Houses of the future - July 1st 1999



The New Millennium Housing

Picture the home of the future. Do you see a Jetson's-style. space needle model plopped on top of a chrome-plated pillar? Housing, like all things, changes with time. Consumers want homes that accommodate their lifestyles. And the pace at which we live has definitely gained momentum in the past decade. So how will housing evolve? What will the new millennium housing look like? According to MaryAnne Connor-Simpson, chair of the sales & Marketing Council of the Greater Vancouver Home Builders' Association, some housing experts predict it will appear surprisingly un-futuristic. Homebuyers won't rush the market to purchase round, metallic-plated homes.

For the last couple centuries, builders have constructed homes that are variations on several basic architectural themes. Many of us will probably continue to live in colonial or other traditional style homes. And a few might live like kings in homes with enclosed courtyards and castle-like towers. Just like clothing, most housing styles eventually come back in vogue -- even if it takes several centuries. Size proportions in millennium housing will shift. For the past decade, common areas such as family rooms and kitchens have expanded at a steady pace. Housing experts predict this trend has staying power. The home's 'public' spaces will keep growing whereas 'private' spaces, such as bedrooms and baths will shrink. Some housing industry experts predict that 21st century homes will function as digitally controlled, robotic servants, catering to the homeowner's every want and need. How would you like a kitchen cupboard that noticed when the Frosted Flakes were gone and called in a restock order to a supermarket that delivers? And solar panels may shrink in size until they resemble shinglelike roof tiles. Even if they can't have computerized kitchen cabinets, homebuyers will still want convenience. The average Canadian home will come stocked with amenities. Housing experts can't predict exactly what convenience item will become commonplace in now homes. Fifty years ago, who would have guessed that every new home would one day come with a dishwasher? But they can make guesses by looking at current amenities featured in most new homes or reading surveys that ask homebuyers what features they consider essential.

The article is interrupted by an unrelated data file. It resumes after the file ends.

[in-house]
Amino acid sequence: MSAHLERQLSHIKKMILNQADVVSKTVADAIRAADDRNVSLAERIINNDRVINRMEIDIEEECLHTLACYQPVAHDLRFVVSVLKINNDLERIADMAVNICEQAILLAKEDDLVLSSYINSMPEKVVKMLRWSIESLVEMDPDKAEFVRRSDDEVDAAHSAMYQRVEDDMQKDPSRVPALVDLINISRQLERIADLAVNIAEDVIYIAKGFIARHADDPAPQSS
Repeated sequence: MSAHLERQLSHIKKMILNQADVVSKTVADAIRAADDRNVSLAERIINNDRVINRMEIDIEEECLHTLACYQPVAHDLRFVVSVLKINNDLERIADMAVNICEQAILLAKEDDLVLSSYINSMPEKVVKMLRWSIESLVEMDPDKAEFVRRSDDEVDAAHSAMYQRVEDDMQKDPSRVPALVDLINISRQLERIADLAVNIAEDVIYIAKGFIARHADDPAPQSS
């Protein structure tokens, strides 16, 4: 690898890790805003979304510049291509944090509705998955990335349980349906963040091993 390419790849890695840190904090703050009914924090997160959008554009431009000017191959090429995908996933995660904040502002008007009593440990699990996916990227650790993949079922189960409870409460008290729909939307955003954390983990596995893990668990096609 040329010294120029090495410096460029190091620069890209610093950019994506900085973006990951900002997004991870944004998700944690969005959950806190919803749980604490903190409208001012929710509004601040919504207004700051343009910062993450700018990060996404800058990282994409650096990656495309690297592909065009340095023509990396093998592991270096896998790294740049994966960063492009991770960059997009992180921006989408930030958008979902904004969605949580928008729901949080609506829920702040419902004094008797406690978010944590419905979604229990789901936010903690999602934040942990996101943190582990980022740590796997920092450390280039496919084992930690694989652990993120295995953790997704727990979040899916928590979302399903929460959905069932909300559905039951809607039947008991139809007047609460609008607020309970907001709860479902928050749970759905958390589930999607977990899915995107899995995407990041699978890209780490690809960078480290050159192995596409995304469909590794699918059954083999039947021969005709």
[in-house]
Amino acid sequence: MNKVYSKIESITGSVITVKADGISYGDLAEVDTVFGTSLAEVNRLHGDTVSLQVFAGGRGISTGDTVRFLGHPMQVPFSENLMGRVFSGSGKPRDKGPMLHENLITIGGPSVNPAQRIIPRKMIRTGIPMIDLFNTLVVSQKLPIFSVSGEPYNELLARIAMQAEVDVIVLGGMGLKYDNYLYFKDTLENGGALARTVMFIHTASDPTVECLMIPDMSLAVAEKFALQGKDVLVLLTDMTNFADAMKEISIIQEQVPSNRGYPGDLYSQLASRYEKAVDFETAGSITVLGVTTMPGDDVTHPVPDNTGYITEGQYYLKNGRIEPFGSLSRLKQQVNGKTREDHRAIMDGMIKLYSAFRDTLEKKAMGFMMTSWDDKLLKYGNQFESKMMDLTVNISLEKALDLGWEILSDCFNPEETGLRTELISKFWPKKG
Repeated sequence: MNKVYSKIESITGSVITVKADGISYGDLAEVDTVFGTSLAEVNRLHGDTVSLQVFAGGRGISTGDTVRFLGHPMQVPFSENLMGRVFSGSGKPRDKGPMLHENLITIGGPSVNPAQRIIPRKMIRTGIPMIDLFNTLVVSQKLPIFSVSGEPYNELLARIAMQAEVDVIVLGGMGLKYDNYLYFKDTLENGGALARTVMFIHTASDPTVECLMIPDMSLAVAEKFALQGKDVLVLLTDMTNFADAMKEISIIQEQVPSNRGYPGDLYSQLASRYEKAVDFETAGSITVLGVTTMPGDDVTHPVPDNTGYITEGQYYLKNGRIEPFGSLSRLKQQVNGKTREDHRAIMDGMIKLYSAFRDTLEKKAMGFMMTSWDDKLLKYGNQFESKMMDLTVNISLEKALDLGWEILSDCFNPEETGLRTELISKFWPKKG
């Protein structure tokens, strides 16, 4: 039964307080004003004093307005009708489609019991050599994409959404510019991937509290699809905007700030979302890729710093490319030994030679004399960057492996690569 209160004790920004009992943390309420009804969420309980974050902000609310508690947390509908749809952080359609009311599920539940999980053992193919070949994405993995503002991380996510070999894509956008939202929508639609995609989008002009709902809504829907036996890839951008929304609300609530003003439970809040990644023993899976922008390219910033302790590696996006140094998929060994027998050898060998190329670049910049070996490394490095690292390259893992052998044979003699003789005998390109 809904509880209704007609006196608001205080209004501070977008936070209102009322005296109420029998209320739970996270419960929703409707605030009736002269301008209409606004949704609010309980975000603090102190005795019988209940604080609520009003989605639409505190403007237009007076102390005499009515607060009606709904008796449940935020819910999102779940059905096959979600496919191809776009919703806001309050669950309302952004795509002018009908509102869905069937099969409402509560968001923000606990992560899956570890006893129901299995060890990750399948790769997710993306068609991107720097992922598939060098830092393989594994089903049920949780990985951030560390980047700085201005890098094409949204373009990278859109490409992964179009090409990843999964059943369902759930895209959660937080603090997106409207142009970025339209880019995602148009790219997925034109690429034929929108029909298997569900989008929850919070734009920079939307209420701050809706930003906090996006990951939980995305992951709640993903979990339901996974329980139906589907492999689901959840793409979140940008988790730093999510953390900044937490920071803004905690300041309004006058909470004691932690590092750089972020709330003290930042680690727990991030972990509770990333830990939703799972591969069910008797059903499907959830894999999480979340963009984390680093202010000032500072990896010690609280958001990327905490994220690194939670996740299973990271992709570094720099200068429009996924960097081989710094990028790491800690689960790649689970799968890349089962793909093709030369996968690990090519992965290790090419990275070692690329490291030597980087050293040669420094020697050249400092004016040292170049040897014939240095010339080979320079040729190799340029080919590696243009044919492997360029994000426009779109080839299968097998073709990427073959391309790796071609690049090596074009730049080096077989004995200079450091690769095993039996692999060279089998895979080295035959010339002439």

Source: Greater Vancouver Home Builders’ Association
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